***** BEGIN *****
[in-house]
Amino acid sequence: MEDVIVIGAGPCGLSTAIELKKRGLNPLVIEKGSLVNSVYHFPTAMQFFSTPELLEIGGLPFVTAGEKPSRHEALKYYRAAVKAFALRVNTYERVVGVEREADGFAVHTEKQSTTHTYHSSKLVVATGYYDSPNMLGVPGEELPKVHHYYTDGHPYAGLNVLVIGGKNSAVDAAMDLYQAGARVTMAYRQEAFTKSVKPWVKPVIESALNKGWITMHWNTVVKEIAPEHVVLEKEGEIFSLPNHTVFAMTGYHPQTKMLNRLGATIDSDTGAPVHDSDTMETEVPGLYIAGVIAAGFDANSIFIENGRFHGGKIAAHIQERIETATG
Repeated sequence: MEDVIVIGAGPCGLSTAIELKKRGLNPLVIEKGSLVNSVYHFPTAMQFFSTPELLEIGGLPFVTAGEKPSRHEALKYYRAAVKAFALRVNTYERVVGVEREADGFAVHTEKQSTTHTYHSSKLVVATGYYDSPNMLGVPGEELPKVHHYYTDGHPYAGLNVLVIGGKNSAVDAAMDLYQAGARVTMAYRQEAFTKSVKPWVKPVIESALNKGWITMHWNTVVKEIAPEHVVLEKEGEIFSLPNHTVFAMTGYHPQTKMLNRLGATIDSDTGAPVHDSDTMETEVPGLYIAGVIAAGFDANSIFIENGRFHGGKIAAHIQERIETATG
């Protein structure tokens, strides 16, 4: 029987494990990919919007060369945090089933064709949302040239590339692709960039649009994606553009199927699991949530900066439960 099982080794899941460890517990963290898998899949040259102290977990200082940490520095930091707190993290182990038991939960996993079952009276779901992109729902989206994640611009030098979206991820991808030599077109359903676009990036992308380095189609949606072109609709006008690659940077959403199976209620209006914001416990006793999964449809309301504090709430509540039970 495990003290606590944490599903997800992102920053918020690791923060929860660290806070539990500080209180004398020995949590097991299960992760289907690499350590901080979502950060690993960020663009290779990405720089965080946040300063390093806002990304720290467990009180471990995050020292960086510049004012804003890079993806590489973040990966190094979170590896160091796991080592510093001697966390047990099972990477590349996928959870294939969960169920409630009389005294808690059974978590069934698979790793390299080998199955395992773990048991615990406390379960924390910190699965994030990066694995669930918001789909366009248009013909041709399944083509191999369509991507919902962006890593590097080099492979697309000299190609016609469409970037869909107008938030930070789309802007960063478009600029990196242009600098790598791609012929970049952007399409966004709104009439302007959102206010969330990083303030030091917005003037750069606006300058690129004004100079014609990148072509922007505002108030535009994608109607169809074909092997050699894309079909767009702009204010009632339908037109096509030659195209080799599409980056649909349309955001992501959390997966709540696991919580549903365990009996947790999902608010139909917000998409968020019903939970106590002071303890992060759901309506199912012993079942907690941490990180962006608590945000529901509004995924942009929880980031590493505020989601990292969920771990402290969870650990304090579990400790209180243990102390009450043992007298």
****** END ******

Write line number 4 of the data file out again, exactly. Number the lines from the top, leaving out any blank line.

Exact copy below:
């Protein structure tokens, strides 16, 4: 029987494990990919919007060369945090089933064709949302040239590339692709960039649009994606553009199927699991949530900066439960 099982080794899941460890517990963290898998899949040259102290977990200082940490520095930091707190993290182990038991939960996993079952009276779901992109729902989206994640611009030098979206991820991808030599077109359903676009990036992308380095189609949606072109609709006008690659940077959403199976209620209006914001416990006793999964449809309301504090709430509540039970 495990003290606590944490599903997800992102920053918020690791923060929860660290806070539990500080209180004398020995949590097991299960992760289907690499350590901080979502950060690993960020663009290779990405720089965080946040300063390093806002990304720290467990009180471990995050020292960086510049004012804003890079993806590489973040990966190094979170590896160091796991080592510093001697966390047990099972990477590349996928959870294939969960169920409630009389005294808690059974978590069934698979790793390299080998199955395992773990048991615990406390379960924390910190699965994030990066694995669930918001789909366009248009013909041709399944083509191999369509991507919902962006890593590097080099492979697309000299190609016609469409970037869909107008938030930070789309802007960063478009600029990196242009600098790598791609012929970049952007399409966004709104009439302007959102206010969330990083303030030091917005003037750069606006300058690129004004100079014609990148072509922007505002108030535009994608109607169809074909092997050699894309079909767009702009204010009632339908037109096509030659195209080799599409980056649909349309955001992501959390997966709540696991919580549903365990009996947790999902608010139909917000998409968020019903939970106590002071303890992060759901309506199912012993079942907690941490990180962006608590945000529901509004995924942009929880980031590493505020989601990292969920771990402290969870650990304090579990400790209180243990102390009450043992007298």